Today, many people are beginning to realise the importance of clean, good food and want to start a garden in their terrace and/or backyard. “Shifting to square foot farming has been really convenient as I was keen on growing vegetables that I use on a day-to-day basis,” says Sheila Gupta, a resident of Jayanagar, who was looking to expand her garden when she came across Squarefoot farmers. With their help she has set up around 20 square foot gardens, placed at convenient heights, growing a variety of greens and microgreens mostly.
What makes such a garden unique is the fact that it is easy to maintain, easy to keep pest-free and fetches different vegetables at every harvest which is apt for small, nuclear families in urban spaces. “When you understand what you really want, the whole process becomes rather simple and helpful in the long term. I would advise everyone to grow at least greens as they last much longer than the ones you may get at the store,” suggests Sheila.
Square foot Farmers also hold periodic workshops, which enable one with self-sustainable methods of composting and offer a wide array of flowering and edible seeds as well.
But if you are still wary about giving it a try, wondering how different it could be from regular gardening, the answer is simple. It differs with respect to its soil medium, alignment, and is mostly done above the ground. The soil medium consists of vermiculite, cocopeat and compost, which makes the garden very friable as it can hold high amounts of water and is nutrient rich. While this concept has picked up very well among many urban dwellers, the fact remains that the plants need regular watering and maintenance. This can prove to be difficult for those who frequently travel. “However, there are a lot of equipment that help automate gardening today,” says Vishwas.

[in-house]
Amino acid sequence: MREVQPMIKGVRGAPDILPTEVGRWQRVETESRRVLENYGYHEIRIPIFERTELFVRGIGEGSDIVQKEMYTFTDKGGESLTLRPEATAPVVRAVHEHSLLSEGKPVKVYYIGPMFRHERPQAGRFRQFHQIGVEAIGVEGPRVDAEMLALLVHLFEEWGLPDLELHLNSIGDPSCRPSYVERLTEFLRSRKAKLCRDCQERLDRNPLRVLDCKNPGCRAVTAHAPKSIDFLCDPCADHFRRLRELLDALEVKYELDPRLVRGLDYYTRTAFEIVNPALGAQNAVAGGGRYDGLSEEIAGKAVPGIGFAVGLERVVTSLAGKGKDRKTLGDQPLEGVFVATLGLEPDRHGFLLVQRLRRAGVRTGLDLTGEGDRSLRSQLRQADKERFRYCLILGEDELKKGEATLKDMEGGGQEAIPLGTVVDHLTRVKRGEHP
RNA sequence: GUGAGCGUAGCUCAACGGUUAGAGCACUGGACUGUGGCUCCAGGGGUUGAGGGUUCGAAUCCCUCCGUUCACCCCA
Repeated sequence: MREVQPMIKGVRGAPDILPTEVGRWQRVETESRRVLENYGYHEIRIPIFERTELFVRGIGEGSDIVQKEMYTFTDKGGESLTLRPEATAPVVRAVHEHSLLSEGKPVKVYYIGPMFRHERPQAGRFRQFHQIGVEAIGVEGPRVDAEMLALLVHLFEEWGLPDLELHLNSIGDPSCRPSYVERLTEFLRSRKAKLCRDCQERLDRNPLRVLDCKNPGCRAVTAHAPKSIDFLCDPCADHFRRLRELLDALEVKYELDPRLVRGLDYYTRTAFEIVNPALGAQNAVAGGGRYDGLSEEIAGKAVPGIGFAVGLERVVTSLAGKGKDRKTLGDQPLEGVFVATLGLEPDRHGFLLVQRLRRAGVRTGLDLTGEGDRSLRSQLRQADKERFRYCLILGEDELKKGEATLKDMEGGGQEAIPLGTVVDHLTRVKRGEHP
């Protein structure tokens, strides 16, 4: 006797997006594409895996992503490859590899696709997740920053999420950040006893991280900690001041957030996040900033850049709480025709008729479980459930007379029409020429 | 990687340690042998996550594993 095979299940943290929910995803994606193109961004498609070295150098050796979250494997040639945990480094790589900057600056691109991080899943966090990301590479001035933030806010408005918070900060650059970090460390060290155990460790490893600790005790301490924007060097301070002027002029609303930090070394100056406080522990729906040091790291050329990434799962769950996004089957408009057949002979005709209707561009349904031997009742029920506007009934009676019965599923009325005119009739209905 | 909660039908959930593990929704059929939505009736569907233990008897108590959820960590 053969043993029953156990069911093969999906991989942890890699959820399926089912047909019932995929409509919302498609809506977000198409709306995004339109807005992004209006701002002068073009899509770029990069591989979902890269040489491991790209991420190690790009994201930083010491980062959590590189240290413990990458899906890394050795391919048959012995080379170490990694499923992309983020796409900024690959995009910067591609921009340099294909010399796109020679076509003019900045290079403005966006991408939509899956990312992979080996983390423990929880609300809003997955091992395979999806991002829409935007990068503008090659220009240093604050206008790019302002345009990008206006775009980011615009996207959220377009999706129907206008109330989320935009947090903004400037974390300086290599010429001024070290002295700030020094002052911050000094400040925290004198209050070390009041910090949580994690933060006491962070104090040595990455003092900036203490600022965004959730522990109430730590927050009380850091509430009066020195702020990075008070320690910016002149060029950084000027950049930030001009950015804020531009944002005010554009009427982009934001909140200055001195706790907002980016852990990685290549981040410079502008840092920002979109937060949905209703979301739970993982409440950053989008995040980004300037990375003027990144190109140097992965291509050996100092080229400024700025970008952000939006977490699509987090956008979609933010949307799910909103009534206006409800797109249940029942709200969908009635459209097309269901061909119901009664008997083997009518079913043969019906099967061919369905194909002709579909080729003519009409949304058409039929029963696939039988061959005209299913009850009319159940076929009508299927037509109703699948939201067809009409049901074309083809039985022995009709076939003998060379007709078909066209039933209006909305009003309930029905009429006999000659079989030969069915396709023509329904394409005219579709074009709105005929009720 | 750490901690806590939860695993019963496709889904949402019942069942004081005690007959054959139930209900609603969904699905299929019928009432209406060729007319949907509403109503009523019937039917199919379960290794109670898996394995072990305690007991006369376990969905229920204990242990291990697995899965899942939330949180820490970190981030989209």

To ensure that these are maintained well, it is important to have the ideal space to help the gardens thrive. Such a space would get ample sunlight (at least five to seven hours of direct sunlight) and should also be away from tree roots and shadows, and should let water flow easily. If sunlight is less, the plant selection becomes a narrower process. One can plant anything that they want to. However, seasons play a crucial role in what can be grown when. For example, vegetables like carrots and cauliflowers can only be grown during the winter season. Bengaluru’s weather, however, makes it convenient to grow most of the vegetables through the year. Outdoor terraces are the most ideal in urban spaces.
Maintenance-wise, there is much to be kept in mind, particularly if you are looking to grow organically. “Regular sprays of neem, sour curd and cow urine needs to be administered to keep the plants immune from diseases and keep the pests at bay,” advises Vishwas. “This will help in maintaining the plant’s overall growth and health.” What can also help maintain the plants’ health is ensuring that there are no pests behind its leaves and that they have good compost, which is key for growingin small spaces. Having good compost would mean good health for the plant as it is their food. All the kitchen waste generated at homes can be composted and be used to enable their growth.
However, it is important to start slow before you delve into it completely. “It takes not more than 30 minutes of your weekly time, which is more than enough to produce clean, good food that is fresh and sustainable. Knowing how to grow your food can turn out to be a very valuable asset in the near future,” signs off Vishwas.